• When everyone found out their committee assignment, the room was buzzing with the excitement. To build relationships and teach a lesson about working together, each committee was given a challenge: stack cups in three different configurations without touching them or speaking.  It seemed impossible.  The committees were given one tool to work with – a rubber band with a string for each committee member to hold.  They could only touch one string at a time, use only one hand and speak no words.  It took every committee member to figure out how to maneuver this tool in order to accomplish the task.  What were the take aways: we have to be creative problem solvers… we need to communicate in different ways… we will be working outside of our comfort zone but we need to stick with it… it will take each and every one of us giving our all to accomplish what we are setting out to do… the power of a small group centered on the same goal is infinite!

  • Alyssa Clark is a real go getter.  Right after our December meeting she started assembling the school kits and the feminine hygiene kits.  She’s already arranged with several different groups she works with to undertake these projects.  Her enthusiasm and energy are inspiring and contagious! She was also one of the first ones to go above and beyond and turn in her service site early and have many hours!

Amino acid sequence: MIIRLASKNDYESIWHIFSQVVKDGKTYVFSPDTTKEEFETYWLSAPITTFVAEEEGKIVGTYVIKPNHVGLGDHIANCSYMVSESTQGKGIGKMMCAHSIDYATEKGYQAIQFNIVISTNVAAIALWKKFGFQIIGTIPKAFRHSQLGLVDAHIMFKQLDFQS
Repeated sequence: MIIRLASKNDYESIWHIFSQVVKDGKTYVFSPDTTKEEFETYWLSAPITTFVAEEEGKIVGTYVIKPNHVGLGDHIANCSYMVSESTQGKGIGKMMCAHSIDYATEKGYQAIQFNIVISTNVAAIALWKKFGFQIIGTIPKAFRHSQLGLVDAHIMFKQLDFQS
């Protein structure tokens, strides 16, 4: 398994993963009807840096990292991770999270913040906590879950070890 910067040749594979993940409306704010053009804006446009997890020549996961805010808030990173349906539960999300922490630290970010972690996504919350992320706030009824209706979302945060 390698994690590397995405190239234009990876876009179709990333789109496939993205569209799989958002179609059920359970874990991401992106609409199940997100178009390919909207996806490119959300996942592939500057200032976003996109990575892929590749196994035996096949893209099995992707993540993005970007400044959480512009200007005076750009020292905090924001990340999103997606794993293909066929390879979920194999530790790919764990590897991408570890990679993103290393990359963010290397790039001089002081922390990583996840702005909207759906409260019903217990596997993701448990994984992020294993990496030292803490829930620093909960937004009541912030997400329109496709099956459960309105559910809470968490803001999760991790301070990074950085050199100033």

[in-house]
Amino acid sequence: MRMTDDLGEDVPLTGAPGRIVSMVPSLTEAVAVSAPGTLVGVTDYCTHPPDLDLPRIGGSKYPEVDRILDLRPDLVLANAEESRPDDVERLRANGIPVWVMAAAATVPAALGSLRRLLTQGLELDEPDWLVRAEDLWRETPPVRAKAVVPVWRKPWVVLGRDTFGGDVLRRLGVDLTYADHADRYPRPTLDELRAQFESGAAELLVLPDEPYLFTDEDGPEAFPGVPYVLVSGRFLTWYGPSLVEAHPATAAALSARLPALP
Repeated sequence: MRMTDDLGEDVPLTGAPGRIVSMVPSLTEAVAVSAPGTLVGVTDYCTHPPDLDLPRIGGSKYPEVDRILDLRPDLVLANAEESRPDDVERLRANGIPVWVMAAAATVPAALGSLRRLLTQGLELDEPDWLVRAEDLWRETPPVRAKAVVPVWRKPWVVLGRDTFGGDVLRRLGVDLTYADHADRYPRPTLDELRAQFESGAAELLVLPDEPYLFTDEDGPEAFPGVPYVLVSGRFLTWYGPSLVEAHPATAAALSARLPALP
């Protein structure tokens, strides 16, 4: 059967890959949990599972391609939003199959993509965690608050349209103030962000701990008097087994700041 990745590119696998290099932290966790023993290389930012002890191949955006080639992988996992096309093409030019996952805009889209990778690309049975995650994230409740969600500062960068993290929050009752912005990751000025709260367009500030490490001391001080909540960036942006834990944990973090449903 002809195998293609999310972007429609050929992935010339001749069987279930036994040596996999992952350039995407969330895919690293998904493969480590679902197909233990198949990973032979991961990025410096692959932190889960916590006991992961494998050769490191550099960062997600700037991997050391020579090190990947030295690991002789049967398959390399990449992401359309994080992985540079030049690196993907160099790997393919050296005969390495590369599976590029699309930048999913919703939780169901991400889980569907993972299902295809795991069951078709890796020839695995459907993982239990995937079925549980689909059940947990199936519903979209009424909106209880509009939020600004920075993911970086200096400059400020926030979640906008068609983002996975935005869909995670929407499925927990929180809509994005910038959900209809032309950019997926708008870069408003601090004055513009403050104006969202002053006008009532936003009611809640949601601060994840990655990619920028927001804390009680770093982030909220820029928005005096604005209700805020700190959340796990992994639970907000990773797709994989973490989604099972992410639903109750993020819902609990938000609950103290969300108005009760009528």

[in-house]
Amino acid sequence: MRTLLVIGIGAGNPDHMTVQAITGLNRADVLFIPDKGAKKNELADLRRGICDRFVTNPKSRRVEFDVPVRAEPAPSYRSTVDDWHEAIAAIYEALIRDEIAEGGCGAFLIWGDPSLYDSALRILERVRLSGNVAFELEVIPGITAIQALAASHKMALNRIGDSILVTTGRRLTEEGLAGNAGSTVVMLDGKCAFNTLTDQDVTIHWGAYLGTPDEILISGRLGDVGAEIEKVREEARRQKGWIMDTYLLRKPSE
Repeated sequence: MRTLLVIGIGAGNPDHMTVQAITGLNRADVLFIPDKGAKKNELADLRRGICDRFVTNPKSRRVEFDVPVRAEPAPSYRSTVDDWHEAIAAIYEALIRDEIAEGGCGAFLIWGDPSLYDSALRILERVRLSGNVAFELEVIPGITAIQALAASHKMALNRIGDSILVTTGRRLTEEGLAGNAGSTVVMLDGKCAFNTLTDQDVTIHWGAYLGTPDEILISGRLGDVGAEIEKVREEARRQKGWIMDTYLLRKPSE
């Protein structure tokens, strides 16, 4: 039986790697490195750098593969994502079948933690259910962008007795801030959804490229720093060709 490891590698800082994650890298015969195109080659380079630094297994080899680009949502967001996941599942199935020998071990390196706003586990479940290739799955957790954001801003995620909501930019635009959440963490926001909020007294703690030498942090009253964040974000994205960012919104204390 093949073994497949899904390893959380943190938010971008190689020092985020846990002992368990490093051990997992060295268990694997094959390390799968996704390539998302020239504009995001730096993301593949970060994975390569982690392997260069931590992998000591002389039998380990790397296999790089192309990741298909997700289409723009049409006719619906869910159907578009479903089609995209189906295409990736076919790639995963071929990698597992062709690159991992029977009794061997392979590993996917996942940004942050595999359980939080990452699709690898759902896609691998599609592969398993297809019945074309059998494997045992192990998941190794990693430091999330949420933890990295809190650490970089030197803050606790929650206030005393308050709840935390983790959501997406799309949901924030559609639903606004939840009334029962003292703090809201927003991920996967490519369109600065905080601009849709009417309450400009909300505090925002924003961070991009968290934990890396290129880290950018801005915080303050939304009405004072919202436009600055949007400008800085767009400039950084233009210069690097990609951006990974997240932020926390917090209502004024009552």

• Our vocational committee has already set up their first training and are learning to make soap in order to share that skill with the people of Song Cau.  

  • The cultural committee is already talking about the games and activities to do at the in-country carnival.

  • Bugs, food, shots, language and bathrooms always seem to be at the top of the ‘concern’ list.  By the end of trips we are sure everyone will want to install a squatter in their house in place of the boring, old, sit-down style toilet.  The Vietnam Service Team is full of energy and excitement for the journey they are undertaking.  They are eager to prepare in order to make it a successful trip.  Team meetings are flying by and before we know it we’ll be on a plane to another piece of the world, trying to make a difference in the lives of others while they in fact will make the difference for us.  

Youthlinc

Youthlinc is a Utah-based 501c-3 nonprofit dedicated to creating lifetime humanitarians through local and international service. Learn more about our programs by visiting our website: www.youthlinc.org.